Toolkit for employment support operators

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In Europe, more than a third of working women (including women seeking employment) are predominantly from 6 categories of industries within a list of 130: sales, care work, clerical work and other office jobs, catering and cleaning jobs (source Eurostat). These types of employment are generally paid less, are often part time, and for certain jobs have antisocial hours.

Therefore the job market is divided into jobs which are traditionally held by men, better paid, and more buoyant, as opposed to roles traditionally held by women that are less so. A study by the European Commission describes this situation of “employment segregation” and of “gender segregation in the labour market” (Study of Francesca Bettio and Alina Verashchagina).

Women struggling to reintegrate into the job market are the most affected by this phenomenon. These women choose or are guided towards jobs that they believe or are led to believe are appropriate to their skill set, more often than not in the care or cleaning industry.

structured support network while seeking employment has a crucial role to play in retraining unskilled women in industries listed above. More specifically, this support is essential to broaden women’s professional horizons regarding jobs in industries traditionally male orientated, often higher paid and less precarious.

Vocational retraining to trades traditionally held by men represents a permanent source of employment for women who have few employment opportunities and are often in precarious situations. But employment support structures, employment centres, equal access to employment organisations, associations for women in the workplace, job centres, local employment initiatives, etc. may feel helpless in assisting female job seekers in their retraining to jobs traditionally held by men.

They may lack:

• knowledge about the successful processes for this type of professional reconversion;

• arguments to convince women who have less employment opportunities of the benefits of this type of vocational retraining;

• training about diversity in the workplace.


The recently concluded Erasmus+ project “Gender Diversity means more employment”, in which CIAPE – The Italian Centre for Permanent Learning was involved as a partner, offers tools to raise awareness and training necessary for the employment support structures to help find employment.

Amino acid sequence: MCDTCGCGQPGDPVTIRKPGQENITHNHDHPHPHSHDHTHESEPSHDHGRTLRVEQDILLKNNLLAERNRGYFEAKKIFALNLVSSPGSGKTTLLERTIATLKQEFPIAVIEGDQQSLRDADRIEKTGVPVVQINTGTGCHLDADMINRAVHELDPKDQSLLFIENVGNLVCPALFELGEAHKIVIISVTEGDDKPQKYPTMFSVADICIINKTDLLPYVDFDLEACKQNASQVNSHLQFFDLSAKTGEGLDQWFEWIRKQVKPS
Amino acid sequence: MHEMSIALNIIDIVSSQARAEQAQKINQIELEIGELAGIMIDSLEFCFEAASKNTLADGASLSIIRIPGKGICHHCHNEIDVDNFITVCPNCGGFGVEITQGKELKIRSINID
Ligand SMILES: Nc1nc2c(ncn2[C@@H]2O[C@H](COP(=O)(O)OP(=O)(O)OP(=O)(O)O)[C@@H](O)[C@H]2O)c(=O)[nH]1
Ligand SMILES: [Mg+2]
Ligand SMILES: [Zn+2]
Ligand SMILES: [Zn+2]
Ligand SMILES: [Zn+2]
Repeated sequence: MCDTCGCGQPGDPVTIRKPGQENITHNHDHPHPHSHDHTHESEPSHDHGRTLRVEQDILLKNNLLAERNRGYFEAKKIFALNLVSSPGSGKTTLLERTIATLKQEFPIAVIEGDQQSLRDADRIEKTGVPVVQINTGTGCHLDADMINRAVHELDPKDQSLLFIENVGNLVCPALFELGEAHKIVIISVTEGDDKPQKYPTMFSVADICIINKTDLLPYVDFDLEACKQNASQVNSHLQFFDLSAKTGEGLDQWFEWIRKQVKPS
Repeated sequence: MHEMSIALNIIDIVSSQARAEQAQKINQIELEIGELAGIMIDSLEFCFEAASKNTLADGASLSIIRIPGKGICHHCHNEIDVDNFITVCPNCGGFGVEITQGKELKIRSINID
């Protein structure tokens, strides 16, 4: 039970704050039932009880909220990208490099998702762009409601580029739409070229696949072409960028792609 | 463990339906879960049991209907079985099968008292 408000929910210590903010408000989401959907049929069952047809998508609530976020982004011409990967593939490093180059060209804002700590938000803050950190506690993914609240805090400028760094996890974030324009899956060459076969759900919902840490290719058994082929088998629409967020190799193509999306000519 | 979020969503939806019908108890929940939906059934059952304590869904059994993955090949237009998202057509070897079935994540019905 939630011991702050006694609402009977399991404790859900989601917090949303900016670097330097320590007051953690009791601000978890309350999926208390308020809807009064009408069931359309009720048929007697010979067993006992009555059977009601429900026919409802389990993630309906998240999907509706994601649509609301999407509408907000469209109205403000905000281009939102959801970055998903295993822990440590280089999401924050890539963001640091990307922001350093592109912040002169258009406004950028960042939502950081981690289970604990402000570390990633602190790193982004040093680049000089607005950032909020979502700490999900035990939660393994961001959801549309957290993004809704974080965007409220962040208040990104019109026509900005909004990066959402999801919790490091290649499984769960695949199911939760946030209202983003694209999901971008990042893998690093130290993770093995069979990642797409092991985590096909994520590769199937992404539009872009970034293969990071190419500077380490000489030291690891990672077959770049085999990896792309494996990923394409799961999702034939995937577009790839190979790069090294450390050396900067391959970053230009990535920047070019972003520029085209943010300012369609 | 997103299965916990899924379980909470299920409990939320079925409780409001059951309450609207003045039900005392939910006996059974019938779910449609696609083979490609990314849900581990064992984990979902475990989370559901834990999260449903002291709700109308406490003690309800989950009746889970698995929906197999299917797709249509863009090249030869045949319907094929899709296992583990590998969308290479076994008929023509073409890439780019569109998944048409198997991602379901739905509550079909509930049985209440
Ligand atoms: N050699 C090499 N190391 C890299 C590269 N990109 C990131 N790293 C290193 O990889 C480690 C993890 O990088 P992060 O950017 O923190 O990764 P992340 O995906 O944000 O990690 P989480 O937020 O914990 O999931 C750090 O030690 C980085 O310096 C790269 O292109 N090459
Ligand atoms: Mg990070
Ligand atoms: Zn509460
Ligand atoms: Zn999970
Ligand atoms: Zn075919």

As a first step towards a better employment for women who have fewer opportunities, operators can benefit from a 10 Step Guide to raise the awareness of employment centers about possible successful female retraining into a traditionally male role.


Moreover, the project partners have produced a Guide for the successful organisations of visits to companies that open to the diversity of trades, and allow to see jobs that are traditionally practiced by men in situations where they are held by women.

These company visits tackle issues that concern women who have the least employment opportunities and offer them the occasion to:

● broaden their fields of possible trades and roles;

● actually see women in jobs that are traditionally considered as “male occupations”;

● explore their interest and aptitude for a new job;

● be in touch with companies open to the diversity.

This Guide offers all the keys to organise site visits to companies, to experience professional roles traditionally held by men for female job seekers.


Finally, the project offers a Training booklet addressed to professionals who support job seekers, containing key teaching tools to help reorient and support women who have the least employment opportunities in successfully retraining to jobs traditionally held by men.


All the tools are freely downloadable in French, English, Italian and Bulgarian languages.


Contacts: Eleonora Perotti, President of CIAPE – Centro Italiano per l’Apprendimento Permanente, ciape(@),

Project website: